Even as Utah’s elected leaders are gearing up to file a lawsuit over the boundaries of the Bears Ears National Monument, state officials are quietly moving to accept that the site’s 1.36-million-acre footprint could be a reality.
Both the Utah School and Institutional Trust Lands Administration (SITLA) and the Interior Department confirmed to E&E News last week that work has begun on an exchange for the approximately 135,000 acres of state-owned land inside the monument’s new boundaries.
"Land exchanges with the federal government are a substantially complex process, and SITLA is in the early stages of the analysis," said SITLA’s communications director, Marla Kennedy.
Similarly, Interior spokesperson Melissa Schwartz told E&E News that the Bureau of Land Management is working with Utah’s state government, including SITLA, on a memorandum of understanding ordered by President Biden.
In an October proclamation resetting the monument’s boundaries — restoring more than 1.1 million acres excised by President Trump in late 2017 and retaining a small 11,200-acre addition — Biden directed Interior Secretary Deb Haaland to "explore" an exchange of state in-holdings "for land of approximately equal value managed by the BLM outside the boundary of the monument."
"Consolidation of lands within the monument boundary through exchange in this manner provides for the orderly management of public lands and is in the public interest," Biden wrote in the proclamation.
But Utah Gov. Spencer Cox (R) and state Attorney General Sean Reyes (R) have threatened to file a legal challenge to Biden’s actions — arguing the monument first created by President Obama in 2016 is too big and violates the law used to create it, citing a provision that offers guidance on the size of such sites (Greenwire, Dec. 6).
Congress authorized presidents to establish monuments via the Antiquities Act of 1906, which allows existing federal lands to be set aside to protect areas of cultural, scientific or historic interest. According to that law, such monuments must be the "smallest area" necessary to protect those features.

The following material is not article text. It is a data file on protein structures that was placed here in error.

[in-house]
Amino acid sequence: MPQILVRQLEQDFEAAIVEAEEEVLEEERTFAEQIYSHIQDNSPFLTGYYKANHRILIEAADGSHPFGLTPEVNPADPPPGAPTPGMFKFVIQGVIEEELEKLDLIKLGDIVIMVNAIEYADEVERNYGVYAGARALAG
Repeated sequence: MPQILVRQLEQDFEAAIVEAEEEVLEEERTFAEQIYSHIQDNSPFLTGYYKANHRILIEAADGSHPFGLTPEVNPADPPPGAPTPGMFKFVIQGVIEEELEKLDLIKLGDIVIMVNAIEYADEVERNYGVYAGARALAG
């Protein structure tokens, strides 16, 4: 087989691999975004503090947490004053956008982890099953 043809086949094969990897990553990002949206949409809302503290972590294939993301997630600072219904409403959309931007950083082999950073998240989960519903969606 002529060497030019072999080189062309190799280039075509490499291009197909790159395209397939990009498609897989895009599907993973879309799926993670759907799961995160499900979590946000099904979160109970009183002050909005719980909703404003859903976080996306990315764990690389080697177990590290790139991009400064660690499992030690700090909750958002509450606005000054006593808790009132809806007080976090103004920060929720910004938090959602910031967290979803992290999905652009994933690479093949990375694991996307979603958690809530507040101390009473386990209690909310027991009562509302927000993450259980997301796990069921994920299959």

Although federal courts have long favored presidential prerogative in establishing monuments, Chief Justice John Roberts suggested earlier this year that the court should revisit the law, questioning whether its directives about size have "ceased to pose any meaningful restraint" (Greenwire, March 24).
Reyes announced last week that the state has hired the law firm Consovoy McCarthy, based in Boston and Washington, "to assist with research and analysis about potential litigation" challenging both Bears Ears and Grand Staircase-Escalante national monuments (Greenwire, Dec. 6).
Biden likewise restored cuts Trump made to the Grand Staircase-Escalante monument, located in southwest Utah, resetting it to its previous 1.9-million-acre boundaries.
Another land exchange
Even if Utah’s state officials opt to pursue a lawsuit, it won’t necessarily halt work on a land exchange — a process that can take years to complete.
Following President Clinton’s creation of the Grand Staircase-Escalante National Monument in 1996, SITLA itself, as well as the Utah Association of Counties, pursued lawsuits over the new site (Greenwire, March 16, 2018).
But SITLA ultimately reached a settlement, negotiated by then-Interior Secretary Bruce Babbitt and then-Utah Gov. Mike Leavitt (R), which was approved by Congress in 1998. That deal paid the state $50 million and exchanged 400,000 acres of state lands for 145,000 acres of federal lands, including some of what is now Kodachrome Basin State Park (Greenwire, May 2, 2017).
Haaland highlighted that exchange in a report she issued to Biden earlier this year advising the White House on how to address the monument boundaries.
"Notably, the Grand Staircase-Escalante National Monument lands exchanged as part of the Utah School and Land Exchange Act were the key piece in finalizing a broad land exchange that also included isolated State-owned parcels within the boundaries of Indian reservations, national forests, and national parks," Haaland wrote, referring to the 1998 legislation.
"In return, the State received more than 130,000 acres of lands and mineral interests, which included more than 150 million tons of coal, 185 billion cubic feet of coal bed methane, 2,000 acres of limestone deposits, 4,000 acres of oil and gas properties, and 2,600 acres of tar sands that were consolidated into manageable blocks that were predetermined to be suitable for development," she added, noting that one coal bed methane development included in the exchange generated the state more than $1.5 million per month for more than a decade.
In a statement to E&E News, SITLA’s Kennedy likewise emphasized the outcomes of those past land exchanges: "SITLA has a long and successful history of exchanging complex and difficult to monetize trust lands for lands with more significant potential to generate revenue for its trust beneficiaries. These exchanges largely benefit public schools and other beneficiaries and contribute to economic development in communities across the state."